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“VeAsu Li Mikdash VeShachanti BeTocham”
They shall make Me a sanctuary, and I will dwell among them. (Shemot 25:8)
G-d “dwelling” amongst Am Yisrael is seemingly a straightforward concept, but the philosophical and theological conundrum of the Infinite “dwelling” in a physical structure is well-nigh insoluble. Indeed, when he dedicated the first Temple, Bet HaMikdash, King Solomon directly addressed the riddle and left it as an open question: “But will G-d in very truth dwell on the earth? behold, heaven and the heaven of heavens cannot contain Thee; how much less this house that I have built” (Melachim I 8:27). In place of an answer, he proceeded in the following 15 verses to place the emphasis on how the Mikdash, by virtue of His Name being associated with it, becomes the focal point for humanity’s supplication to Him.
Fast forward to our Sages, Hazal. The various midrashim did not try to tackle the problem head on, preferring to find different symbolisms in the structure and makeup of the mishkan/mikdash (Tabernacle and Temple) and finding significance in what the imagery may represent. Different midrashim created different models; the lessons to be learned, in turn, vary as well. Let’s look at two approaches which at first glance, are almost polar opposites.
In Shemot Rabbah (33:4), the midrash draws a close to 20 point analogy between prophetic descriptions of the heavenly court and the features of the mishkan:
…Rav Berachaya began (his discourse on the mishkan with the following observation): ‘Thine, O HaShem, is the greatness, and the power… for all that is in the heaven and in the earth is Thine…’ (Divrei HaYamim I 29:11) - Whatever The Holy One Blessed Be He created Above, he created below…. Above, there are cherubs, below cherubs…
According to this understanding, in building the mishkan we are enjoined to model it upon the heavenly court in an attempt to symbolically create a mockup of Heaven in this world, a place in this imperfect world where G-d can “feel at home” as it were. Presumably, all who enter or look towards that place as a source of inspiration will see it as an “ascent” to the heavens, shamayim.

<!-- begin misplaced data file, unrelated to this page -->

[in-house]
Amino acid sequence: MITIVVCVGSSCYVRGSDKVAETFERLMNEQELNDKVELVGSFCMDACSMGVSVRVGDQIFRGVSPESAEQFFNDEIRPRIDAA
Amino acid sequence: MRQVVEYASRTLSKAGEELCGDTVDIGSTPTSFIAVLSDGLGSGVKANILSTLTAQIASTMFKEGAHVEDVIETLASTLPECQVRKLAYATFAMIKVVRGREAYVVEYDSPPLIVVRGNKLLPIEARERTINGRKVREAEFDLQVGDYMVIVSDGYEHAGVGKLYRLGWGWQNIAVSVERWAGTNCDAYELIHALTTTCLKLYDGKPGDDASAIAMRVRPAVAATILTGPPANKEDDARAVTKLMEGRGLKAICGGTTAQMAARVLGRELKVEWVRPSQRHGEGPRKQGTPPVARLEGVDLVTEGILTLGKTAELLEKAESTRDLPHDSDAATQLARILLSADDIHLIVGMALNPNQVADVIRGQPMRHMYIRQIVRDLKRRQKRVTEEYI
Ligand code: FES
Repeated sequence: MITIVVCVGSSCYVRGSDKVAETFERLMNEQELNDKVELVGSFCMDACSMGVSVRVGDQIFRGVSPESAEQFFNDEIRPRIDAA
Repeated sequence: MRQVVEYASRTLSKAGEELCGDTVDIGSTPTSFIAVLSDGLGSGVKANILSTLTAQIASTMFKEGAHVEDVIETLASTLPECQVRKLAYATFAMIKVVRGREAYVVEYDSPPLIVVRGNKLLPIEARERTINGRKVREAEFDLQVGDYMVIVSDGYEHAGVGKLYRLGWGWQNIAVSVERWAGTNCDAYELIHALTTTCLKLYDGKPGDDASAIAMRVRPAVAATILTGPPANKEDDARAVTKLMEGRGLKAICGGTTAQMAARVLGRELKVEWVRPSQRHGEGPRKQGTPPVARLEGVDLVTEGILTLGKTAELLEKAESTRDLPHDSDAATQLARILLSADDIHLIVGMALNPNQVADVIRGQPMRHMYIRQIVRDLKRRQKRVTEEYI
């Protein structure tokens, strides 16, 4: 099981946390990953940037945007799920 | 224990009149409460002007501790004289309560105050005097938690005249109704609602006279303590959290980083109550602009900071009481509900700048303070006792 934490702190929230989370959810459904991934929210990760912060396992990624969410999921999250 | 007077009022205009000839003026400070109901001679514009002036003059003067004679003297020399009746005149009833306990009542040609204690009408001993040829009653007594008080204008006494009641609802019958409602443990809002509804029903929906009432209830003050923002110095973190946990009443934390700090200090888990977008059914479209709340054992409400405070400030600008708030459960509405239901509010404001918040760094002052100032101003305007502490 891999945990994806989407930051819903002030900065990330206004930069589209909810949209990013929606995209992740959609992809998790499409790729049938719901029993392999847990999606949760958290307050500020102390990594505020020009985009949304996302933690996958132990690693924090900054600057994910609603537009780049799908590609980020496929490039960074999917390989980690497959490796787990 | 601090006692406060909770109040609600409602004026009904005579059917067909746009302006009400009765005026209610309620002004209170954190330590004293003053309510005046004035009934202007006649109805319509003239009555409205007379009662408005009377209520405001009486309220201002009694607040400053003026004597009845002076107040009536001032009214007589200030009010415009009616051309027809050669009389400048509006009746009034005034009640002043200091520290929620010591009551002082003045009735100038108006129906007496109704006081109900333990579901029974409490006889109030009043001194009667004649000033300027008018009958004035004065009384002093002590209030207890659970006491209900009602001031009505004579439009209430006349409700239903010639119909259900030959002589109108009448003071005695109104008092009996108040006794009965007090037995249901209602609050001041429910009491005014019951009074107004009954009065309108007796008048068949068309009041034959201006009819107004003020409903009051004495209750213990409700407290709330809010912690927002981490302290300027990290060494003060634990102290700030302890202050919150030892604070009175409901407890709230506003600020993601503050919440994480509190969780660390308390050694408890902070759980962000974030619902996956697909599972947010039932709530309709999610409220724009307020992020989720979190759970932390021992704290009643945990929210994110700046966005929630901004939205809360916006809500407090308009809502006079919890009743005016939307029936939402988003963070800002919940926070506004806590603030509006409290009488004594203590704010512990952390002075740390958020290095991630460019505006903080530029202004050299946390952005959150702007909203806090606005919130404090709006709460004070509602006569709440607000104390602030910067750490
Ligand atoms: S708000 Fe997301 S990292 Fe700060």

How different is the allegory drawn in Midrash HaGadol :
The Mishkan corresponds to the composition of man. Gold represents the soul, silver the body… the techelet is reminder of his (bluish) tendons, the argaman, his (ruddy) muscle… Said the Holy One Blessed be He, when I examine them and find them whole I can dwell in their midst as the verse says: They shall make Me a sanctuary, and I will dwell among them
In this outlook, the mishkan is not a miniature Heaven, rather a call to each individual to fulfill his spiritual potential, to, as encapsulated in Rav Hutner’s z”l famous formulation, “B’lvavi Mishkan Evneh L’hadar Kvodo” - "in my heart I will build a mishkan to glorify His honor”. Man needn’t ascend to Heaven, he must attempt something far more demanding – to create, in himself, a place for G-d to dwell.
Rav Chaim Volozhin, in his Kabbalistic work Nefesh Hachaim (1:4) saw the Mishkan itself as the axis which connects these two midrashic poles and links man to Heaven.
"…For the Mishkan and the Mikdash incorporated the forces of the (heavenly) spheres…all was built modeled on the (world) on high and the heavenly chariot… Man too is a model and facsimile of the mikdash and its instruments… it is clear (though) that the primary mikdash… is man. For if he sanctifies himself appropriately through the fulfillment of mitzvot which are themselves linked to the Highest realms, he connects all the Spheres and becomes a sanctuary in whose midst Hashem is found...
"It follows that (from G-d’s perspective) His ultimate goal is not the creation of the external holy place, mikdash, in of itself but rather that it serve as the model and inspiration for you, in all of your actions and interactions to be a mikdash in your own self…"
In other words, by transforming ourselves into His Mishkan, we ascend to Him as well.
Torah MiTzion (see their dynamic website) was established in 1995 with the goal of strengthening Jewish communities around the globe and infusing them with the love for Torah, the Jewish People and for the State of Israel. Over the past eighteen years Torah MiTzion has recruited, trained and dispatched more than one thousand 'shlichim' (emissaries) to Jewish communities in countries spanning five continents and impacted Jewish communities with an inspiring model of commitment to both Judaism and Zionism.